French PR campaign puts issue in the open

Nuclear-test row: Paris media machine aims at diplomatic damage limitation while Polynesians argue over date of the first explosion
France has launched a fresh attempt to contain the considerable diplomatic damage from planned nuclear tests in the Pacific. Only two days before 1 September - the earliest date on which France said it could resume its nuclear-test programme - the carefully orchestrated campaign is coupling an unprecedented level of openness about nuclear matters with extreme concern from the authorities to avoid action that might show protesters, and Greenpeace in particular, in a favourable light.

Last night, for the second night running, one of France's main television channels broadcast a discussion programme on the question of nuclear testing, with the participation - live from the beach of Mururoa Atoll - of senior military commanders, including the operational head of the testing programme.

The first programme, shown at peak viewing time on Monday evening, was remarkable for bringing together in the same forum not just military officers, but the Defence Minister, Charles Millon, government advisers past and present, scientists - for and against nuclear testing - the head of Greenpeace (France) and a readers' panel from the Parisien newspaper.

The discussion was a rare occasion for French television on two counts. It allowed ministers and senior officials to be directly questioned and opposed on air. Political interviews in France are invariably one-on-one between the interviewer and the politician and handled very gently according to an agreed agenda.

It was rare too in allowing the whole basis of France's nuclear defence policy to be questioned. In the past, the French nuclear deterrent has been taken so much for granted by successive governments and voters that to question its validity was regarded as akin to betrayal. On Monday evening, viewers were treated to the spectacle of the head of Greenpeace, Remy Parmentier, asking Mr Millon who France thought its enemies were in the post-Cold War world - a question to which Mr Millon, sitting awkwardly upright in his upholstered blue chair, could supply only the vaguest of answers.

The discussion was interspersed with video sequences: an explanation of how tests are conducted, shots from inside the Mururoa test site and the research centre near Paris, as well as a feature on contamination, which concluded by saying that while short-term effects were considered negligible, long-term effects could be more damaging.

In the South Pacific, the military has provided facilities on Tahiti for the journalists expected to cover the tests and a direct satellite link to Mururoa. Previous French tests were not even reported. But the Navy has also allowed 13 French journalists on to one of six frigates, the Prairial, engaged in keeping the protesting boats out of French territorial waters.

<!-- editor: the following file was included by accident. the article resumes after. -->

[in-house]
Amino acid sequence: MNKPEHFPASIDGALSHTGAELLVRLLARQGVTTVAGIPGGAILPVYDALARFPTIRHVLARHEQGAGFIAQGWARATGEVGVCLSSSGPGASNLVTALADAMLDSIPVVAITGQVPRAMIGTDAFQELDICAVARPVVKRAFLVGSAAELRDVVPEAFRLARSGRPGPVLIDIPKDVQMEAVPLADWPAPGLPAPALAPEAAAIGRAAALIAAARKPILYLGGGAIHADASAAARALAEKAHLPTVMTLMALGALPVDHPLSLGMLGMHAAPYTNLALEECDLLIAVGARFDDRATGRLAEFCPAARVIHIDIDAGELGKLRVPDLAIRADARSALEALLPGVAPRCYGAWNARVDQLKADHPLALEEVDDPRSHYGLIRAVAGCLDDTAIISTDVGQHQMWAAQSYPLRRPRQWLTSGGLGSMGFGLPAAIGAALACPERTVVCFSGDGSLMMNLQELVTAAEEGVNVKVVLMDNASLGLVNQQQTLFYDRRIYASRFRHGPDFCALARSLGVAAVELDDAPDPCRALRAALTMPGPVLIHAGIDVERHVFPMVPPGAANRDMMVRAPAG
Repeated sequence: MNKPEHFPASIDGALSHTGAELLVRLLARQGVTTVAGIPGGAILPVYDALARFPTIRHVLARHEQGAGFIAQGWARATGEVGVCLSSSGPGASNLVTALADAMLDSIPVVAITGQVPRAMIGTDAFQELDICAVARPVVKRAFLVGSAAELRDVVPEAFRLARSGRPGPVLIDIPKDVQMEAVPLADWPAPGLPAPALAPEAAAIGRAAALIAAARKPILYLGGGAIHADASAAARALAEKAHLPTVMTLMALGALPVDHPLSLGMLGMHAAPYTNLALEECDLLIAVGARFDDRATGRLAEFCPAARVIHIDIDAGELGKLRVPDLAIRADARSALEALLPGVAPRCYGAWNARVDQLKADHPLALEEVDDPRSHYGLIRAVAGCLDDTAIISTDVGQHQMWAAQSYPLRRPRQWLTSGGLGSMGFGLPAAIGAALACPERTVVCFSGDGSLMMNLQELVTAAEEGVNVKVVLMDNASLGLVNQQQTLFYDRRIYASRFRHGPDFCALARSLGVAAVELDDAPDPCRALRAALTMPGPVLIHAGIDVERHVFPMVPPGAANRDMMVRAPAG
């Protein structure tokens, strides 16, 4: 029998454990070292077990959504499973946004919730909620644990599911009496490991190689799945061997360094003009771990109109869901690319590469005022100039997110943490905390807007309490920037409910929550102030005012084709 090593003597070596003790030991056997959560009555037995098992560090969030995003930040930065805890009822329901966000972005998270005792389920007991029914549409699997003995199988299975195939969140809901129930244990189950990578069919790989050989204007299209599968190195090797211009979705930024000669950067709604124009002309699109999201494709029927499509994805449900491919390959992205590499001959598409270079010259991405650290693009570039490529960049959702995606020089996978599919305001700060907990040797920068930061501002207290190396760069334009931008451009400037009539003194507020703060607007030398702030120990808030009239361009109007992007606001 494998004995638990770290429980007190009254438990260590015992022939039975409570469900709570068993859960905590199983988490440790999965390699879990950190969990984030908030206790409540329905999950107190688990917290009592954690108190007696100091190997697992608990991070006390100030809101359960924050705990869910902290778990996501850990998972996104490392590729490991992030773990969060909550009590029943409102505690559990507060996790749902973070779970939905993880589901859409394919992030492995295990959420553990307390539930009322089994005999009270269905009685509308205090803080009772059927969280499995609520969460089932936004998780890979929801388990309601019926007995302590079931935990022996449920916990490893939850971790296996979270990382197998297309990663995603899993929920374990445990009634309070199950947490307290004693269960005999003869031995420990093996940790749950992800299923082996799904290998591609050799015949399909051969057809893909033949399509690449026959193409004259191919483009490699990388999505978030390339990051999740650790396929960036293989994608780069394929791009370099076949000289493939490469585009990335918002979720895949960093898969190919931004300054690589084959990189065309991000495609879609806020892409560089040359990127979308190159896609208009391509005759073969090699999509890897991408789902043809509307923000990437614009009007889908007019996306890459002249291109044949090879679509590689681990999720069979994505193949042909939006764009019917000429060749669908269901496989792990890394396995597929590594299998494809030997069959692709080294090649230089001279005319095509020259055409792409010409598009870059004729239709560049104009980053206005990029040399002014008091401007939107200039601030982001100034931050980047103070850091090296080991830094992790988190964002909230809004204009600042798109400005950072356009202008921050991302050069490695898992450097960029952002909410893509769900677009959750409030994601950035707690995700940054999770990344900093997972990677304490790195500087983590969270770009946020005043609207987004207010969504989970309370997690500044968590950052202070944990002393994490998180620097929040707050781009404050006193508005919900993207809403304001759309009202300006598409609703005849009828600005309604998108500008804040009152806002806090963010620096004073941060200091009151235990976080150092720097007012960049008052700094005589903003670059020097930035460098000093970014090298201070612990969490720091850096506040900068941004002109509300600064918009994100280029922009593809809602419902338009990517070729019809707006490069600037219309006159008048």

The 13, from all parts of France, have been required to sign a confidentiality agreement pledging not to "solicit or divulge" information about anything other than the operation against Greenpeace, codenamed Nautile 95-2.

The Prairial has a permanent crew of 86, a helicopter crew and a 24- strong naval commando unit. It seems, however, that the Navy has instructions to try to avoid any repetition of the violence that gave Greenpeace such a propaganda coup on 9 July, when commandos boarded Rainbow Warrior II.

Back in Paris, the political and intellectual aspects of the argument are being addressed by senior ministers in the columns of the leading newspapers.

After an early salvo three weeks ago by Philippe Seguin, chairman of the National Assembly, and a staunch Gaullist in his attachment to French sovereignty, recent days have seen contributions not only from Mr Millon, but from the Prime Minister, Alain Juppe, and the Foreign Minister, Herve de Charette.

Mr Juppe, who has been conspicuous by his reticence on the subject, studiedly avoided any straight defence of the test programme itself. He did, however, broach an idea which resurfaced in Mr de Charette's interview this week: that the French could "share" their nuclear deterrent with other European countries.

While this is not a new idea - it has been broached before when France's nuclear status has entered international discussion - its re-airing seems designed to curb criticism, especially from Germany and Italy, by suggesting that French nuclear weapons have a potential benefit for all Europe.

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